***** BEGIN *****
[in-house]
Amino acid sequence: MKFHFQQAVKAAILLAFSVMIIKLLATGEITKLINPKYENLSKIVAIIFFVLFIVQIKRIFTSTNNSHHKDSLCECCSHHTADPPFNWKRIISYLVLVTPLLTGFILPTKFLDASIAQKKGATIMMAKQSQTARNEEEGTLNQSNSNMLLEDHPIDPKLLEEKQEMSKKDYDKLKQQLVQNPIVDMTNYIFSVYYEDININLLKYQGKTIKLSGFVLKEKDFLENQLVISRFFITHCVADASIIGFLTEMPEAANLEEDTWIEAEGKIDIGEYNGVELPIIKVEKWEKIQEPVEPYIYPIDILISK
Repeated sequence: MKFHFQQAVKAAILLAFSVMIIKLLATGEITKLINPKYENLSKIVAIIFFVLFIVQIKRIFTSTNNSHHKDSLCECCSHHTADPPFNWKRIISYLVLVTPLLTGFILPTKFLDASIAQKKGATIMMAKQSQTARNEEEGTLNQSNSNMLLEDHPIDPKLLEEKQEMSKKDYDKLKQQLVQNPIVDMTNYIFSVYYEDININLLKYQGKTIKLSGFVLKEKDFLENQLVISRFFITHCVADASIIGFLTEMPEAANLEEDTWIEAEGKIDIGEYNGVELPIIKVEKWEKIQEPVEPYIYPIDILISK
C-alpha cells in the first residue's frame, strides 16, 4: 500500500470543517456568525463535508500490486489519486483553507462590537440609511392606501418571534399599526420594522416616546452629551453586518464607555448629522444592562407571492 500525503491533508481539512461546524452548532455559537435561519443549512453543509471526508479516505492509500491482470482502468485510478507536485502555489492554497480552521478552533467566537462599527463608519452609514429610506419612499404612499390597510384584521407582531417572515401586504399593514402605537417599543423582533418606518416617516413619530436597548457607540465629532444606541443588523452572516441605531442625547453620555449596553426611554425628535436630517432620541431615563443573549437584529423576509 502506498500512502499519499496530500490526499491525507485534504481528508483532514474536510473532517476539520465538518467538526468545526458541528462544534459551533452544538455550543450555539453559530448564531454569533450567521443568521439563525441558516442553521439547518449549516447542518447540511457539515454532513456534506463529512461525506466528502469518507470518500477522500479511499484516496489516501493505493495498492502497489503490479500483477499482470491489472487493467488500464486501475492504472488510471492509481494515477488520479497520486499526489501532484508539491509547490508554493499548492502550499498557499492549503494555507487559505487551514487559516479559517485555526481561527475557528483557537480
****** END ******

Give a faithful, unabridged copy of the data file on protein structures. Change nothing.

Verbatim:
[in-house]
Amino acid sequence: MKFHFQQAVKAAILLAFSVMIIKLLATGEITKLINPKYENLSKIVAIIFFVLFIVQIKRIFTSTNNSHHKDSLCECCSHHTADPPFNWKRIISYLVLVTPLLTGFILPTKFLDASIAQKKGATIMMAKQSQTARNEEEGTLNQSNSNMLLEDHPIDPKLLEEKQEMSKKDYDKLKQQLVQNPIVDMTNYIFSVYYEDININLLKYQGKTIKLSGFVLKEKDFLENQLVISRFFITHCVADASIIGFLTEMPEAANLEEDTWIEAEGKIDIGEYNGVELPIIKVEKWEKIQEPVEPYIYPIDILISK
Repeated sequence: MKFHFQQAVKAAILLAFSVMIIKLLATGEITKLINPKYENLSKIVAIIFFVLFIVQIKRIFTSTNNSHHKDSLCECCSHHTADPPFNWKRIISYLVLVTPLLTGFILPTKFLDASIAQKKGATIMMAKQSQTARNEEEGTLNQSNSNMLLEDHPIDPKLLEEKQEMSKKDYDKLKQQLVQNPIVDMTNYIFSVYYEDININLLKYQGKTIKLSGFVLKEKDFLENQLVISRFFITHCVADASIIGFLTEMPEAANLEEDTWIEAEGKIDIGEYNGVELPIIKVEKWEKIQEPVEPYIYPIDILISK
C-alpha cells in the first residue's frame, strides 16, 4: 500500500470543517456568525463535508500490486489519486483553507462590537440609511392606501418571534399599526420594522416616546452629551453586518464607555448629522444592562407571492 500525503491533508481539512461546524452548532455559537435561519443549512453543509471526508479516505492509500491482470482502468485510478507536485502555489492554497480552521478552533467566537462599527463608519452609514429610506419612499404612499390597510384584521407582531417572515401586504399593514402605537417599543423582533418606518416617516413619530436597548457607540465629532444606541443588523452572516441605531442625547453620555449596553426611554425628535436630517432620541431615563443573549437584529423576509 502506498500512502499519499496530500490526499491525507485534504481528508483532514474536510473532517476539520465538518467538526468545526458541528462544534459551533452544538455550543450555539453559530448564531454569533450567521443568521439563525441558516442553521439547518449549516447542518447540511457539515454532513456534506463529512461525506466528502469518507470518500477522500479511499484516496489516501493505493495498492502497489503490479500483477499482470491489472487493467488500464486501475492504472488510471492509481494515477488520479497520486499526489501532484508539491509547490508554493499548492502550499498557499492549503494555507487559505487551514487559516479559517485555526481561527475557528483557537480